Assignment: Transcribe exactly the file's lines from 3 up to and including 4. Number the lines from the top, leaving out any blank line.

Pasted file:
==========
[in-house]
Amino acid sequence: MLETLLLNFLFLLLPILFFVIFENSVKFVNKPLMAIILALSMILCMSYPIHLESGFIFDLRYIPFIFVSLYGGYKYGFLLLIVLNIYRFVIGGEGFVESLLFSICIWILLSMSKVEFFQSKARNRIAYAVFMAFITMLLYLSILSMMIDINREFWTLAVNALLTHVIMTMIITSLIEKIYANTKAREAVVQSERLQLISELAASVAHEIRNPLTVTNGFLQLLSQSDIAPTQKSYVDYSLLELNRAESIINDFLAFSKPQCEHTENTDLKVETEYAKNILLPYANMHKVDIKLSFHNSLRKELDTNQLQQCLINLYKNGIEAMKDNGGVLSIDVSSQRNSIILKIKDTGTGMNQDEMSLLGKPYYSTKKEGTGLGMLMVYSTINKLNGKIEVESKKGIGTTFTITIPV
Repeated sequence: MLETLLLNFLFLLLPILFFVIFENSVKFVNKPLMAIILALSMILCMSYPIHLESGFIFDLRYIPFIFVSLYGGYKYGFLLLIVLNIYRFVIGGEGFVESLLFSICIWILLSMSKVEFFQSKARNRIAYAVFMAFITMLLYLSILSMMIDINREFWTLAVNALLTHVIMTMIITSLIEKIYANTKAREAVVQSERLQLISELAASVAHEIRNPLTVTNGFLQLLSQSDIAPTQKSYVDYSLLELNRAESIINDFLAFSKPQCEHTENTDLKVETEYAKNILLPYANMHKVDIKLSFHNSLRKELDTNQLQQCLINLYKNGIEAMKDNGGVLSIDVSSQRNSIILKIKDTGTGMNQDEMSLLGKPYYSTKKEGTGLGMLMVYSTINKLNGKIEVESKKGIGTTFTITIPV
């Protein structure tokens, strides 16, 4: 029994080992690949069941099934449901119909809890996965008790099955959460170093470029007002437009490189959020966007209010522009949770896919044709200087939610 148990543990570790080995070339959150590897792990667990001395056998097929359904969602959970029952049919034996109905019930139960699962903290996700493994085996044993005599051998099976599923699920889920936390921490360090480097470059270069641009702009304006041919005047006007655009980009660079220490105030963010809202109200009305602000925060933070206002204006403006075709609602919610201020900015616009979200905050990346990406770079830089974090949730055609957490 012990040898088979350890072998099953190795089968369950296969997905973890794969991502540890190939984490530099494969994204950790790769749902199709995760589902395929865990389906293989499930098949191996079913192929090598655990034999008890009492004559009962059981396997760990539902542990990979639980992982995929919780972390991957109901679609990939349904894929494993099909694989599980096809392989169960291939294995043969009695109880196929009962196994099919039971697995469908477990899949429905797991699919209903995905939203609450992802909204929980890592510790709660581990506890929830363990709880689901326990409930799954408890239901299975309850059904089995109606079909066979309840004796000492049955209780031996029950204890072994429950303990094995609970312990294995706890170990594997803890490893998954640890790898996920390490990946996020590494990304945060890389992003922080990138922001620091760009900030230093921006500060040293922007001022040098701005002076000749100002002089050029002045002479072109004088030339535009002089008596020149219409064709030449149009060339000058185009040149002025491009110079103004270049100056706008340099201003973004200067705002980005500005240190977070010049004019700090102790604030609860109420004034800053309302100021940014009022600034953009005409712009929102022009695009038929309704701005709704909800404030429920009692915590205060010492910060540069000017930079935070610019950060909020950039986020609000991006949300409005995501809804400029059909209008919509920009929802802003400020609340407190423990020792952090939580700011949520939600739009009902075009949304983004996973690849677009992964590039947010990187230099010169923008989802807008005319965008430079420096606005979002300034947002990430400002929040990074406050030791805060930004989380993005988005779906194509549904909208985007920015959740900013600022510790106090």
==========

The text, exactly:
Repeated sequence: MLETLLLNFLFLLLPILFFVIFENSVKFVNKPLMAIILALSMILCMSYPIHLESGFIFDLRYIPFIFVSLYGGYKYGFLLLIVLNIYRFVIGGEGFVESLLFSICIWILLSMSKVEFFQSKARNRIAYAVFMAFITMLLYLSILSMMIDINREFWTLAVNALLTHVIMTMIITSLIEKIYANTKAREAVVQSERLQLISELAASVAHEIRNPLTVTNGFLQLLSQSDIAPTQKSYVDYSLLELNRAESIINDFLAFSKPQCEHTENTDLKVETEYAKNILLPYANMHKVDIKLSFHNSLRKELDTNQLQQCLINLYKNGIEAMKDNGGVLSIDVSSQRNSIILKIKDTGTGMNQDEMSLLGKPYYSTKKEGTGLGMLMVYSTINKLNGKIEVESKKGIGTTFTITIPV
């Protein structure tokens, strides 16, 4: 029994080992690949069941099934449901119909809890996965008790099955959460170093470029007002437009490189959020966007209010522009949770896919044709200087939610 148990543990570790080995070339959150590897792990667990001395056998097929359904969602959970029952049919034996109905019930139960699962903290996700493994085996044993005599051998099976599923699920889920936390921490360090480097470059270069641009702009304006041919005047006007655009980009660079220490105030963010809202109200009305602000925060933070206002204006403006075709609602919610201020900015616009979200905050990346990406770079830089974090949730055609957490 012990040898088979350890072998099953190795089968369950296969997905973890794969991502540890190939984490530099494969994204950790790769749902199709995760589902395929865990389906293989499930098949191996079913192929090598655990034999008890009492004559009962059981396997760990539902542990990979639980992982995929919780972390991957109901679609990939349904894929494993099909694989599980096809392989169960291939294995043969009695109880196929009962196994099919039971697995469908477990899949429905797991699919209903995905939203609450992802909204929980890592510790709660581990506890929830363990709880689901326990409930799954408890239901299975309850059904089995109606079909066979309840004796000492049955209780031996029950204890072994429950303990094995609970312990294995706890170990594997803890490893998954640890790898996920390490990946996020590494990304945060890389992003922080990138922001620091760009900030230093921006500060040293922007001022040098701005002076000749100002002089050029002045002479072109004088030339535009002089008596020149219409064709030449149009060339000058185009040149002025491009110079103004270049100056706008340099201003973004200067705002980005500005240190977070010049004019700090102790604030609860109420004034800053309302100021940014009022600034953009005409712009929102022009695009038929309704701005709704909800404030429920009692915590205060010492910060540069000017930079935070610019950060909020950039986020609000991006949300409005995501809804400029059909209008919509920009929802802003400020609340407190423990020792952090939580700011949520939600739009009902075009949304983004996973690849677009992964590039947010990187230099010169923008989802807008005319965008430079420096606005979002300034947002990430400002929040990074406050030791805060930004989380993005988005779906194509549904909208985007920015959740900013600022510790106090």